• If necessary, the patient is vaccinated immediately, generally through the administration of human rabies immune globulin (HRIG) for passive immunization, followed by human diploid cell vaccine (HDCV) or rabies vaccine adsorbed (RVA) for active immunization. Passive immunization is designed to provide the individual with antibodies from an already immunized individual, while active immunization involves stimulating the individual's own immune system to produce antibodies against the rabies virus. These rabies vaccines are equally effective and carry a lower risk of side effects than some earlier treatments. Unfortunately, however, in underdeveloped countries, these vaccines are usually not available. Antibodies are administered to the patient in a process called passive immunization. To do so, the HRIG vaccine is administered once, at the beginning of treatment. Half of the dose is given around the bite area, and the rest is given in the muscle. Inactivated viral material (antigenic) is then given to stimulate the patient's own immune system to produce antibodies against rabies. For active immunization, either the HDCV or RVA vaccine is given in a series of five injections. Immunizations are typically given on days 1, 3, 7, 14, and 28.

In those rare instances in which rabies has progressed beyond the point where immunization would be effective, the patient is given medication to prevent seizures, relieve some of the anxiety , and relieve painful muscle spasms. Pain relievers are also given. In the later stages, aggressive supportive care will be provided to maintain breathing and heart function. Survival is rare but can occur.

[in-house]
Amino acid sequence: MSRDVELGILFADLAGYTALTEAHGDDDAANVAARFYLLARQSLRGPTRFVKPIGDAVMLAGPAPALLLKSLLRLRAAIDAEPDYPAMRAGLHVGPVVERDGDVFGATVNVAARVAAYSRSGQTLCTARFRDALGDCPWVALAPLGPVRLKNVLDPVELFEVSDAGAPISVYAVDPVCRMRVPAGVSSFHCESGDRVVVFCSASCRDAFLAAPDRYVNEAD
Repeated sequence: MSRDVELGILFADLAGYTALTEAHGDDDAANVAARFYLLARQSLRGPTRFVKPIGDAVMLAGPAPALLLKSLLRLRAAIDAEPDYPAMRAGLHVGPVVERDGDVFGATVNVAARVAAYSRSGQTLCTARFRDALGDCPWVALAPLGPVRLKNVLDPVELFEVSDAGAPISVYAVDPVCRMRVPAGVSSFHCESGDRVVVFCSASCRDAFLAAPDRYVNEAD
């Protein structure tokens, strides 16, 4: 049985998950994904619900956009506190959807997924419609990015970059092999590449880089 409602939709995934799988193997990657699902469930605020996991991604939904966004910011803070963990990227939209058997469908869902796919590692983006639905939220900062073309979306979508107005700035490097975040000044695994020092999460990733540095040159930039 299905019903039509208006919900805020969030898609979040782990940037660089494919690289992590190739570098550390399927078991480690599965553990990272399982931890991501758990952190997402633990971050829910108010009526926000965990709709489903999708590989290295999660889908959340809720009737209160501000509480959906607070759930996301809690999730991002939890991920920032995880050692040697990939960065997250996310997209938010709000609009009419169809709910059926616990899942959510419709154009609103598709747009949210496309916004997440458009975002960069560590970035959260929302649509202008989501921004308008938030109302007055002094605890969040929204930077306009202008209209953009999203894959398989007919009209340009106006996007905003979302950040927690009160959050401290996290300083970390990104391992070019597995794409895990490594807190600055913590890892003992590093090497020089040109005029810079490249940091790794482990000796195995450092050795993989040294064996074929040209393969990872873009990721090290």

Prognosis

If preventative treatment is sought promptly, rabies need not be fatal. Immunization is almost always effective if started within two days of the bite. Chance of effectiveness declines, however, the longer vaccination is put off. It is, however, important to start immunizations, even if it has been weeks or months following a suspected rabid animal bite, because the vaccine can be effective even in these cases. If immunizations do not prove effective or are not received, rabies is nearly always fatal within a few days of the onset of symptoms.